13) Journalist – A journalist’s primary mission is to inform the public while employing journalistic methods such as verification to uphold journalistic values in order to maintain independence and accountability. 

14) Scientific Truth – A statement of probability proportional to the evidence, which will change over time, as further research changes our understanding daily (covid19). 

15) Propaganda – Information, ideas or rumors deliberately spread widely to help or harm a person, group, movement, institution or nation. It is often biased and misleading, in order to promote an ideology or point of view. 

16) No Prior Restraint – The government and courts cannot stop something from being published, broadcast or posted on the Internet, except in rare instances. 

17) Privilege – Protects your right to publish court testimony, police reports or other public documents, even if they contain falsehoods. This is because the public has the privilege to review the contents of government files as a means of ensuring police, courts and other agencies are conducting themselves correctly. 

18) News Literacy – The ability to use critical thinking skills to judge the reliability and credibility of news reports, whether the come via print, television or the Internet.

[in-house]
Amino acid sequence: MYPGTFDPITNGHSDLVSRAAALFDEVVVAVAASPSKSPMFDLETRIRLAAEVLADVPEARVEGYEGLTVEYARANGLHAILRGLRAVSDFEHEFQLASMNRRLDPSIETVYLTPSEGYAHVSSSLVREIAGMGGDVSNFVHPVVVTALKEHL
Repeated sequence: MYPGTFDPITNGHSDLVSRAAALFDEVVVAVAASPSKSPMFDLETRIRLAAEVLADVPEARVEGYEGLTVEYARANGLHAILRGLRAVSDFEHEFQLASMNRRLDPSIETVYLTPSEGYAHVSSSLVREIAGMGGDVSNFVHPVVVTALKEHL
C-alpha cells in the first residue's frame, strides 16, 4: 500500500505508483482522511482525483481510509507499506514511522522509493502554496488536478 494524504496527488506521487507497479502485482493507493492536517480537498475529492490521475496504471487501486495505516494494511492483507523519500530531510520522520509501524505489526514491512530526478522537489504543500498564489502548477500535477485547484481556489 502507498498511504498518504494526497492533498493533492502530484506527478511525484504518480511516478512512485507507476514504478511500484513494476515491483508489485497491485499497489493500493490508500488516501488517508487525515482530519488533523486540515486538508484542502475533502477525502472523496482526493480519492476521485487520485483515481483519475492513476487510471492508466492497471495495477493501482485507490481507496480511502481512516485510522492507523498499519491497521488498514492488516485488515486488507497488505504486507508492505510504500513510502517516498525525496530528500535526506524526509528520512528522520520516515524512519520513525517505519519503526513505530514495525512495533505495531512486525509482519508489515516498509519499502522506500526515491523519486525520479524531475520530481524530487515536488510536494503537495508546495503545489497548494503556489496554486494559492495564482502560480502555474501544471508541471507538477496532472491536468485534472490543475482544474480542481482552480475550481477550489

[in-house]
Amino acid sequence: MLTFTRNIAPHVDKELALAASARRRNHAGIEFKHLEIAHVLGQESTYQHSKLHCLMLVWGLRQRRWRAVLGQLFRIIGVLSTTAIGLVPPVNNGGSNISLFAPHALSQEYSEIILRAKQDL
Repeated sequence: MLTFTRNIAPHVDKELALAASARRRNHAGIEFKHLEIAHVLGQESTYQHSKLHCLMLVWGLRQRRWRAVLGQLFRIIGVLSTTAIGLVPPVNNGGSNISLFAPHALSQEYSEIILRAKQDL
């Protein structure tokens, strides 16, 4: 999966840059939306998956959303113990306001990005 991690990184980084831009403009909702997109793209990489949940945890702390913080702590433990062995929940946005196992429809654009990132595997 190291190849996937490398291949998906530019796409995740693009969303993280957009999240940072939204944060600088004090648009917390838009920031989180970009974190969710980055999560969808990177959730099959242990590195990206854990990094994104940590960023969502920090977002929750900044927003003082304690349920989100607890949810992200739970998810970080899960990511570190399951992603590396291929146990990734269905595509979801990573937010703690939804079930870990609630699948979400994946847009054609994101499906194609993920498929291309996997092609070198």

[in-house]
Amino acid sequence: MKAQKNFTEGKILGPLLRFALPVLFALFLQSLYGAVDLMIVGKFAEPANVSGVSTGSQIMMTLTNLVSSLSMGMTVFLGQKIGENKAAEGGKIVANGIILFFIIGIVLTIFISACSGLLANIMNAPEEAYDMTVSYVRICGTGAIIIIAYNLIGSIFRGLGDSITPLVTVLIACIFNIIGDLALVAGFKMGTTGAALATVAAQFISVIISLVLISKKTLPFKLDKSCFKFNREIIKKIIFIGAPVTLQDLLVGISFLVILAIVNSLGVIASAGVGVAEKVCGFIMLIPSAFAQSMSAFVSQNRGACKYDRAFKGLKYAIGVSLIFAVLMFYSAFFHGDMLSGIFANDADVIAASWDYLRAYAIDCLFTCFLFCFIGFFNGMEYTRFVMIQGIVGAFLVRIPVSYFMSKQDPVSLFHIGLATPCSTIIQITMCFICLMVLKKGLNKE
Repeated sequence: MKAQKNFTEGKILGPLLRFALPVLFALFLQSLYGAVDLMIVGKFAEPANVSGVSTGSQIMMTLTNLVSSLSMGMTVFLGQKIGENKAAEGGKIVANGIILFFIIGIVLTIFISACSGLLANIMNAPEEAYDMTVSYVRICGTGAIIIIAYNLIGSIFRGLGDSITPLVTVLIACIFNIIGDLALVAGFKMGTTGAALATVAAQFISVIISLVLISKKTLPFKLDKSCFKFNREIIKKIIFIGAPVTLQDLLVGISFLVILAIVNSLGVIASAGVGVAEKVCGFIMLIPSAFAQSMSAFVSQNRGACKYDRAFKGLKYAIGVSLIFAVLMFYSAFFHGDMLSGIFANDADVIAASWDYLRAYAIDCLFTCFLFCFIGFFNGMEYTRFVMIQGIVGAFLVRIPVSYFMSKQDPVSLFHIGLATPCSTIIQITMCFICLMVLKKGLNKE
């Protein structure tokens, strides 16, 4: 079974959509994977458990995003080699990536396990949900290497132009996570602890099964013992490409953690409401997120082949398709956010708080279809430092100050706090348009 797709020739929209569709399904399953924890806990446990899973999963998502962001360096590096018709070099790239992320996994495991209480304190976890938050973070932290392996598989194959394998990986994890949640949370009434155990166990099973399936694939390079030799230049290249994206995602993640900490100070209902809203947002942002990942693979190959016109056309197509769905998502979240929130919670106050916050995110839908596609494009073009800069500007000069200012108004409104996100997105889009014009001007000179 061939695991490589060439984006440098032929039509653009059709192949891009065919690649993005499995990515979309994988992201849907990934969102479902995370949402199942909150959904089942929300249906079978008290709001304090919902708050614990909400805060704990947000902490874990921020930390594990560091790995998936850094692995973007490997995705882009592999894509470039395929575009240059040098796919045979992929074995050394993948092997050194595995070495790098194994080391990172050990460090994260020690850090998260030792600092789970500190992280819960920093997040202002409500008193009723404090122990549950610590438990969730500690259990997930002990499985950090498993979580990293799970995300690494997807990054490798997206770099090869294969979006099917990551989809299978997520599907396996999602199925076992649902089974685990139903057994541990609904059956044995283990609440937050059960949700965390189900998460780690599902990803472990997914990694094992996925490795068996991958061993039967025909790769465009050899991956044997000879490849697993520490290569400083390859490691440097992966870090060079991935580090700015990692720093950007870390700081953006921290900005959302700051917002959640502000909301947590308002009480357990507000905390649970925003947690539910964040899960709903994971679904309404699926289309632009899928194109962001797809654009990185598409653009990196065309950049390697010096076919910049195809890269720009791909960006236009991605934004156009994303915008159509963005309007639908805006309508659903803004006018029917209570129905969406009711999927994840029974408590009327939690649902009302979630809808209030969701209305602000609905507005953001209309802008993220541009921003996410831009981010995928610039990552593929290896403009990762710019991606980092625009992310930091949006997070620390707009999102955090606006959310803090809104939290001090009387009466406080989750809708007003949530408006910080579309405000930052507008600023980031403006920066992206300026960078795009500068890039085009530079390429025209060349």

19) Truth – Events as they actually happened, phenomena as they actually exist. 

20) Verification – The investigative process by which a news organization gathers, assesses, confirms and weighs evidence in search for truth. 

Disciplines of Verification

Gather, assess and weigh evidence

Place facts in the big picture (context)

Be fair when appropriate, adjust balance

Maintain transparency 

21) VIA – Acronym used in the course to stand for Verification, Independence, and Accountability. Reliable information has all three of these characteristics.

Find more info on checking for facts, bias, and fake news here: